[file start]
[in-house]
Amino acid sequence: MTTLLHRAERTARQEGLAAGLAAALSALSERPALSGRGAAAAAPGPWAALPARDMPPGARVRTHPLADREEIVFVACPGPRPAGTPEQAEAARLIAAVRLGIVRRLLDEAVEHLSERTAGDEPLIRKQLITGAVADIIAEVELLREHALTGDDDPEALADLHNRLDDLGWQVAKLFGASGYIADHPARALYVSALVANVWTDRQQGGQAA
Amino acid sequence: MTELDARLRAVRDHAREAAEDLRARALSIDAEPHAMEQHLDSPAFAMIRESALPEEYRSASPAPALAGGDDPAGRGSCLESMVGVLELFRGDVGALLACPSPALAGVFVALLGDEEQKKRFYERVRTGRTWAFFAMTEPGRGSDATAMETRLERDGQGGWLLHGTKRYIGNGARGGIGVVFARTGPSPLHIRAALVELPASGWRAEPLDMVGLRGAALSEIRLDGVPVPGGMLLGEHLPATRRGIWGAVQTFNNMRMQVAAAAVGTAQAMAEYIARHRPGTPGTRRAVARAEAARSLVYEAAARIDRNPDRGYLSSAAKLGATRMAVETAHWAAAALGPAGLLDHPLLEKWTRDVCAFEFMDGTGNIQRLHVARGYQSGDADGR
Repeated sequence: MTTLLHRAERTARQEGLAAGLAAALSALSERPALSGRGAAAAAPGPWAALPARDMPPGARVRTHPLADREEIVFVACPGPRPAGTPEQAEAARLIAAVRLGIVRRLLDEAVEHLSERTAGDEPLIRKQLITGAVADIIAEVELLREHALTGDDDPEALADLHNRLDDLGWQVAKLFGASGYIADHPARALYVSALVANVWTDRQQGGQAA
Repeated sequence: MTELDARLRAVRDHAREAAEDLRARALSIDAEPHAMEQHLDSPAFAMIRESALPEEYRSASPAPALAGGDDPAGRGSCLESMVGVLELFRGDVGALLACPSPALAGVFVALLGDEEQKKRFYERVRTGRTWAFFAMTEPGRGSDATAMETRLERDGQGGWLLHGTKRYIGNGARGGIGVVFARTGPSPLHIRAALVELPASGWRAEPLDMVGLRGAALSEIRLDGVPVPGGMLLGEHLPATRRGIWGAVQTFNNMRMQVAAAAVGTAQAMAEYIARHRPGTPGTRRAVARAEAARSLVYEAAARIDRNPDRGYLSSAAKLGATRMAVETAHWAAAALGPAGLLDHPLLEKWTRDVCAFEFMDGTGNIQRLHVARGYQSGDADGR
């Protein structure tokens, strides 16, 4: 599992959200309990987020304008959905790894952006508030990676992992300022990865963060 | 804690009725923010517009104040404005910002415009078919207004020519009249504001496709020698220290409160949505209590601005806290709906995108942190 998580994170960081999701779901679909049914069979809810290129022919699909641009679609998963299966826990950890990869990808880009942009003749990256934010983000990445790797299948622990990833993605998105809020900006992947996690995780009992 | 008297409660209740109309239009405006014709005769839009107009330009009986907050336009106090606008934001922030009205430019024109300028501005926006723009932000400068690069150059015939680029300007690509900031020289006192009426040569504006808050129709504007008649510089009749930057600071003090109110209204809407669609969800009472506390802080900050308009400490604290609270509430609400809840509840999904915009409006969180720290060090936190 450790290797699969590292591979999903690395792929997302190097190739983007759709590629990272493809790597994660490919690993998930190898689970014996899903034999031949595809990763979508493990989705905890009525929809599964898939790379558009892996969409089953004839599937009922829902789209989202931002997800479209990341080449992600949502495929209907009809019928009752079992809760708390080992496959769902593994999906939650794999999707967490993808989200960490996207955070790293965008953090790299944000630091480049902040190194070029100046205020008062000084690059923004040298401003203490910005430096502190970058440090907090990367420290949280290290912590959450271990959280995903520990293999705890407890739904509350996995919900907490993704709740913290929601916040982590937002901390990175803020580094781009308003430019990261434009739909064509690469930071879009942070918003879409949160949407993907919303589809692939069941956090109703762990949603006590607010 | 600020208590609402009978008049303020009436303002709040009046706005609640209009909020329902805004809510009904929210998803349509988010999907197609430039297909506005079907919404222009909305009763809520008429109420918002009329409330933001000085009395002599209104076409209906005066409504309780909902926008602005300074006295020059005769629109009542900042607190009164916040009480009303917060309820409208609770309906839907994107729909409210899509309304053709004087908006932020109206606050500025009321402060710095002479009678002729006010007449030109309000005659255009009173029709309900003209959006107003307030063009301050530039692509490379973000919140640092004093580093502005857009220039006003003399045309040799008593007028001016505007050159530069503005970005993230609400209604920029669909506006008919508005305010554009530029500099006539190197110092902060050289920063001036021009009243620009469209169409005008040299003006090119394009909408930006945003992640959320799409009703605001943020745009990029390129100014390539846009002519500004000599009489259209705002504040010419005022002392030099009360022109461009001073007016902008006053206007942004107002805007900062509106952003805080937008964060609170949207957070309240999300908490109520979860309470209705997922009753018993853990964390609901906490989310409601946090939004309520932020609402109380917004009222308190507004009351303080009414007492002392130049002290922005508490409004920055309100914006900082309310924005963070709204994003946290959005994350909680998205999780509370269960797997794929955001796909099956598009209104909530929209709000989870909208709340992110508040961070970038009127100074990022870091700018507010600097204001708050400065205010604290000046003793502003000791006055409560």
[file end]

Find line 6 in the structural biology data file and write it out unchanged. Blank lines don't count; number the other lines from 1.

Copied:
């Protein structure tokens, strides 16, 4: 599992959200309990987020304008959905790894952006508030990676992992300022990865963060 | 804690009725923010517009104040404005910002415009078919207004020519009249504001496709020698220290409160949505209590601005806290709906995108942190 998580994170960081999701779901679909049914069979809810290129022919699909641009679609998963299966826990950890990869990808880009942009003749990256934010983000990445790797299948622990990833993605998105809020900006992947996690995780009992 | 008297409660209740109309239009405006014709005769839009107009330009009986907050336009106090606008934001922030009205430019024109300028501005926006723009932000400068690069150059015939680029300007690509900031020289006192009426040569504006808050129709504007008649510089009749930057600071003090109110209204809407669609969800009472506390802080900050308009400490604290609270509430609400809840509840999904915009409006969180720290060090936190 450790290797699969590292591979999903690395792929997302190097190739983007759709590629990272493809790597994660490919690993998930190898689970014996899903034999031949595809990763979508493990989705905890009525929809599964898939790379558009892996969409089953004839599937009922829902789209989202931002997800479209990341080449992600949502495929209907009809019928009752079992809760708390080992496959769902593994999906939650794999999707967490993808989200960490996207955070790293965008953090790299944000630091480049902040190194070029100046205020008062000084690059923004040298401003203490910005430096502190970058440090907090990367420290949280290290912590959450271990959280995903520990293999705890407890739904509350996995919900907490993704709740913290929601916040982590937002901390990175803020580094781009308003430019990261434009739909064509690469930071879009942070918003879409949160949407993907919303589809692939069941956090109703762990949603006590607010 | 600020208590609402009978008049303020009436303002709040009046706005609640209009909020329902805004809510009904929210998803349509988010999907197609430039297909506005079907919404222009909305009763809520008429109420918002009329409330933001000085009395002599209104076409209906005066409504309780909902926008602005300074006295020059005769629109009542900042607190009164916040009480009303917060309820409208609770309906839907994107729909409210899509309304053709004087908006932020109206606050500025009321402060710095002479009678002729006010007449030109309000005659255009009173029709309900003209959006107003307030063009301050530039692509490379973000919140640092004093580093502005857009220039006003003399045309040799008593007028001016505007050159530069503005970005993230609400209604920029669909506006008919508005305010554009530029500099006539190197110092902060050289920063001036021009009243620009469209169409005008040299003006090119394009909408930006945003992640959320799409009703605001943020745009990029390129100014390539846009002519500004000599009489259209705002504040010419005022002392030099009360022109461009001073007016902008006053206007942004107002805007900062509106952003805080937008964060609170949207957070309240999300908490109520979860309470209705997922009753018993853990964390609901906490989310409601946090939004309520932020609402109380917004009222308190507004009351303080009414007492002392130049002290922005508490409004920055309100914006900082309310924005963070709204994003946290959005994350909680998205999780509370269960797997794929955001796909099956598009209104909530929209709000989870909208709340992110508040961070970038009127100074990022870091700018507010600097204001708050400065205010604290000046003793502003000791006055409560």